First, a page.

Date issued: May 2021
Review date: May 2023
Ref: C-361/CJ/S&L/Food hierarch v3
Radiotherapy and chemoradiotherapy can make eating and drinking problematic, and meal choices more challenging. This leaflet aims to help you adapt your diet as your radiotherapy progresses, and give ideas of foods and textures to try if you are finding normal meals too difficult. You may find it helpful to work through the options step-by-step, going up and down the ladder as and when your eating changes.
General Dietary Advice for Radiotherapy
Radiotherapy can make your mouth increasingly sore so, if you experience pain, try avoiding the following foods:
Acidic foods (e.g. orange/lemon-flavours, tomato-based foods, vinegar)
Salty or spicy foods (e.g. chilli, curries, black pepper, bacon, crisps)
Scratchy foods (e.g. toast, dry biscuits)
Alcoholic drinks, or foods cooked in alcohol
You may also find your mouth becomes drier, so add extra moisture (e.g. sauces, gravies, custards, cream etc.) to foods that could stick around in your mouth or throat (e.g. bread, chocolate, pastries, mashed potato)
Changes in taste mean you may start adding more salt, pepper or spices to foods to increase their flavour. This may irritate your mouth so try to choose blander foods whilst you are going through treatment. You can start adding more flavours again once the side effects have improved.
Ensure you have a drink with you at mealtimes to help wash foods down, and add extra moisture to your meals with plenty of sauce or gravy.
If you aren’t able to eat much you can fortify your food to make each mouthful more nutritious e.g. by switching to full fat milk or adding extra cheese or cream. The dietitian will be able advise you regarding this.
If your mouth or throat is sore when you eat, take pain relief 30 minutes before you eat to get the maximum benefit. You may also be given mouthwashes that numb the mouth, speak to your team about this.
Try eating little and often rather than aiming for big meals, as a full plate of food can often be overwhelming. Snack on easy-to-swallow foods such as yoghurt, custard or rice pudding pots, banana with custard or hummus/guacamole.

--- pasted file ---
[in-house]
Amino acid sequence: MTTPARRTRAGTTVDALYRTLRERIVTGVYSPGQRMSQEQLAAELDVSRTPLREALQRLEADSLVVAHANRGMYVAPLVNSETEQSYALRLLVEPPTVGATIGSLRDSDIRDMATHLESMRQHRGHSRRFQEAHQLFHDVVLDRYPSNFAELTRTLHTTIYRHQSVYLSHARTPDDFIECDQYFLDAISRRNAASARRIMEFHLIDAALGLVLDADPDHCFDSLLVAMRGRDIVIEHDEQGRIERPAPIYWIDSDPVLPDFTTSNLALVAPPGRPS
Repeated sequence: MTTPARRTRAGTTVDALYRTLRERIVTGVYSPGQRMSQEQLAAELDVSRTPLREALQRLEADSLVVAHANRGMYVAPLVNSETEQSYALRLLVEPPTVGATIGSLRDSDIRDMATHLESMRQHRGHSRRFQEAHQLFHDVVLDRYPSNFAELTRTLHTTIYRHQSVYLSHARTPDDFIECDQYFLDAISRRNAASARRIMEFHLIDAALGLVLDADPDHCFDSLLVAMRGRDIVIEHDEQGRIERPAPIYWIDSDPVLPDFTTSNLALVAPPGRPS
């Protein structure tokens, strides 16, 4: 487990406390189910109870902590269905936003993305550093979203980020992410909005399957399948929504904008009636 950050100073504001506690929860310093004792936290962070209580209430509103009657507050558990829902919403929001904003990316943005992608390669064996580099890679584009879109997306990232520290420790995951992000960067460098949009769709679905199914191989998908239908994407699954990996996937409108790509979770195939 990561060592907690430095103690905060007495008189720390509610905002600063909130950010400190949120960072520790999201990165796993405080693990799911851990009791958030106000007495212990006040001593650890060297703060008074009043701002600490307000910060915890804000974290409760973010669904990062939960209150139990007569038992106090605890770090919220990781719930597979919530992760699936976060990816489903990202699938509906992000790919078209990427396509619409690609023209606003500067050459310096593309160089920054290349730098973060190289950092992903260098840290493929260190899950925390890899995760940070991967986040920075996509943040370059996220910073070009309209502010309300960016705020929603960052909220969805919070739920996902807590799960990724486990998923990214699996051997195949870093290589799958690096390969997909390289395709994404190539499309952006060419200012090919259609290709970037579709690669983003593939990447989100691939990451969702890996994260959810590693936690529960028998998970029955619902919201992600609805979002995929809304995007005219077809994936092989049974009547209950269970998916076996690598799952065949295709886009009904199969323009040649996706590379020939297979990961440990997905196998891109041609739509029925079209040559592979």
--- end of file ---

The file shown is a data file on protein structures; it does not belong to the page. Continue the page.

Nourishing drinks such as milk or yoghurt-based smoothies, hot chocolate, Horlicks or Ovaltine, milkshakes and milky coffees can be beneficial to consume between meals if your appetite has reduced. They can help to provide extra energy (calories), protein and other nutrients.
What foods do I need to eat?
As far as possible, try to have a variety of different foods each day as no single food group has all the nutrients necessary to maintain health. You can still choose from all the food groups when having a modified diet. Try to have energy and protein foods together at every snack and meal. There are some examples of these later on in this leaflet.
6. Normal Foods
5. Easy Chew
4. Soft and bite-sized
3. Minced and moist
2. Pureed Foods
1. Liquidised Foods
These are the building blocks of the body and we need them to maintain and repair body tissues. Examples include:
These provide fuel for the body. During radiotherapy your body needs more energy than normal. If you are underweight or losing weight try to eat more of these foods. Energy, containing foods include:
Starchy foods e.g. cereals, potato, bread, chapatti, rice and pasta. These may be more difficult when your mouth becomes dry, so try adding extra sauce,
gravy or milk/cream.
Fat and sugar containing foods e.g. butter, ghee, margarine, vegetable oils, mayonnaise, cream, full fat milk/yoghurt, custard, crème caramel, rice pudding etc.
You may find that by altering what you eat you increase the amount of sugar within your diet. Ensure you protect your teeth with good oral care, as advised by your dentist. If you are diabetic please inform your dietitian and discuss treatment with your diabetes nurse.
Fruit and Vegetables
These provide the body with a good source of vitamins, minerals and fibre. You can use fresh, frozen or tinned varieties or alternatively use fruit or vegetable juices. Acidic or crunchy fruits such as oranges, berries or apples may be painful to swallow, so try stewing these and add custard or cream. You may find tinned fruits (e.g. peaches in syrup/pears) easier. Tomatoes can be acidic, so use caution with tomato-based soups or sauces.
If you have any questions or comments regarding this leaflet please contact Speech and Language Therapy (swallowing advice) or Dietetics (nutrition/diet advice).
Speech and Language Therapy: 01752 439826
Dietitian: 01752 432247